Tuesday, January 06, 2015
wholefood step-by-step: #22 chia seeds
We're enjoying beach days here in Australia, and the long summer school holidays.
Welcome if you are a new reader! And welcome back if you're a regular here.
I'm looking forward to continuing this series this year. The aim is to break wholefood living down into easy steps that you can take one at a time, rather than feeling overwhelmed by trying to do it all at once.
Today we're taking a look at chia seeds. These little seeds fall into the 'superfood' category which is not something I write about much here because I want to focus on every day wholefoods - such as fruit and vegetables! - that are accessible to everyone.
Having said that, when you can include chia seeds into your budget they're a great food to add nutrients and variety to your wholefood diet.
I buy them from time to time and my favorite thing to do with them is add them to smoothies or sprinkle them on porridge, muesli or yoghurt. I've tried to love chia pudding but haven't managed to get hooked on it yet. More about that later.
What are chia seeds and why are they good to eat?
Chia seeds come from the flowers of the chia plant, a herb that is part of the mint family, native to Mexico and Guatemala. There are black chia seeds and white chia seeds, there is no difference in taste, texture or nutritional value between the two.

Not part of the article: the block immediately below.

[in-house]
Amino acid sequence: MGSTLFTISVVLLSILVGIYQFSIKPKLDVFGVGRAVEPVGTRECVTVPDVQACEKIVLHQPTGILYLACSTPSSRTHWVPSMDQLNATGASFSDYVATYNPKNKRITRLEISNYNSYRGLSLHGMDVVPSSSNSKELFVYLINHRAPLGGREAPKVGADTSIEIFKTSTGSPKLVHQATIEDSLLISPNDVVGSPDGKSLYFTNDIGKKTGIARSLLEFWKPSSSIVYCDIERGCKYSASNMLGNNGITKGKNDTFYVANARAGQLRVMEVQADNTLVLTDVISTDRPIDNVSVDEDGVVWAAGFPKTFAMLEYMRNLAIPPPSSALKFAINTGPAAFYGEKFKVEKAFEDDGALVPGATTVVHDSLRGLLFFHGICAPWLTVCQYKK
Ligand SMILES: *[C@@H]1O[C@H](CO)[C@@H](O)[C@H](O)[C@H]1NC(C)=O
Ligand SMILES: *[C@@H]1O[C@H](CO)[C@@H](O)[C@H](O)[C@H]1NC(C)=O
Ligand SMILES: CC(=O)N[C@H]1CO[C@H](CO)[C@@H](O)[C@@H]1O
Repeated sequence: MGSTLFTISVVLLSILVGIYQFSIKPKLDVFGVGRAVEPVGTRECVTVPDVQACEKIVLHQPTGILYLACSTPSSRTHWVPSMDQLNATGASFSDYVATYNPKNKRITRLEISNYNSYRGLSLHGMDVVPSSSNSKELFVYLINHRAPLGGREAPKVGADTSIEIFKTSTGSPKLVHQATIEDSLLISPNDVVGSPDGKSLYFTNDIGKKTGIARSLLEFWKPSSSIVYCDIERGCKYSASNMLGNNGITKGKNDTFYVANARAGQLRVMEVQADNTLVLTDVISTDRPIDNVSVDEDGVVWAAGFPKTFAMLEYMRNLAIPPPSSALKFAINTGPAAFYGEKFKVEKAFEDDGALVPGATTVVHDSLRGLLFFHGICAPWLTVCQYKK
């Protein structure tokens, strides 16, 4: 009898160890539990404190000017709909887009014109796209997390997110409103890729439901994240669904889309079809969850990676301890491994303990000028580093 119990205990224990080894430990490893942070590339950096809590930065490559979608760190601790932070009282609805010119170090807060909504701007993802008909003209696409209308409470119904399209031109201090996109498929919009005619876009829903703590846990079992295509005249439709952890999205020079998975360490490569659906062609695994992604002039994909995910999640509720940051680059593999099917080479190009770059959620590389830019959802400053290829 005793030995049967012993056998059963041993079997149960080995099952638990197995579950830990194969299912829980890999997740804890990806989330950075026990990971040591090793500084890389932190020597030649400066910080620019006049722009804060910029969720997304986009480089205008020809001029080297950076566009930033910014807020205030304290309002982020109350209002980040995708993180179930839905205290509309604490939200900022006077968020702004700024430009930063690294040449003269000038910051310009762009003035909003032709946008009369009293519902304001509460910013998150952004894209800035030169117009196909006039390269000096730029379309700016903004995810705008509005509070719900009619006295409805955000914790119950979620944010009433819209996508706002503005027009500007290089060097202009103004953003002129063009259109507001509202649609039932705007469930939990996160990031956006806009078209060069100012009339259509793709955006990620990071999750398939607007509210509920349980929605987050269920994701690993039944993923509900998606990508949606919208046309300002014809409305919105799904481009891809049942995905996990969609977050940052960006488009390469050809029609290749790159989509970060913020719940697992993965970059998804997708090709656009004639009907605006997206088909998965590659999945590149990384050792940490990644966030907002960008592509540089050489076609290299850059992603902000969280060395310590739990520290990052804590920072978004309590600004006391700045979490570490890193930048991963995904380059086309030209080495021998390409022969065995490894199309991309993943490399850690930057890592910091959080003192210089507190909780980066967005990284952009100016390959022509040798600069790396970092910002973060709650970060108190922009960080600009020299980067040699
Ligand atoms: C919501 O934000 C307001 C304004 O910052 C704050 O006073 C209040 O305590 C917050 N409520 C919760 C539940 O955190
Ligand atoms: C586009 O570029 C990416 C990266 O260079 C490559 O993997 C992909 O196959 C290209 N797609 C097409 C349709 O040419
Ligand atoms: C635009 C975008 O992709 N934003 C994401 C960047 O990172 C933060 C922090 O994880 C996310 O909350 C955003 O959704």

As the worldwide demand grows for these nutritious seeds, commercial crops are now grown in Australia and South American countries Bolivia, Argentina, Ecuador and Nicaragua.
Nutritionally chia seeds offer protein, fibre, omega 3 fatty acids and antioxidants.
Where can I buy them?
Australian grown chia seeds are sold in major supermarkets and you will find them in health food and organic stores too.
You can buy Australian grown chia seeds online here.
If you are really keen, you can grow your own!
Read this detailed post: How I grow and harvest organic chia by Long Time Mother.
How much do they cost?
Like many wholefood items, buying in bulk is the way to bring the price down for chia seeds.
A 250g pack is around $9-$10 whereas 1kg ranges between $23-$30. You only need to use a small amount 1-3 tablespoons depending on what you're adding them to, 1/4-1/2 cup if you are making a chia pudding so they will last you a while.
What do I do with them?
Chia seeds are versatile. As I mentioned at the beginning of this post you can sprinkle them on porridge or your favorite muesli or granola, add them to smoothies, you can also make chia seed jam, chia puddings or use them in baking.
When mixed with liquid chia seeds become gelatinous so they can be a helpful substitute in recipes for those who can't eat eggs. See this chia seed egg replacement recipe.
If you would like to try out chia pudding give Georgia's Chia Berry Ripe a go. This recipe can be a great option for those of you who want to get away from eating packet cereal for breakfast.
(A little aside, you will find plenty of wonderful wholefood recipes and info on Georgia's site beyond the chia seed one. Take a look).
Do you use chia seeds? What do you like to use them in? If you write a blog and have a chia seed recipe you'd like to share leave a link in the comments.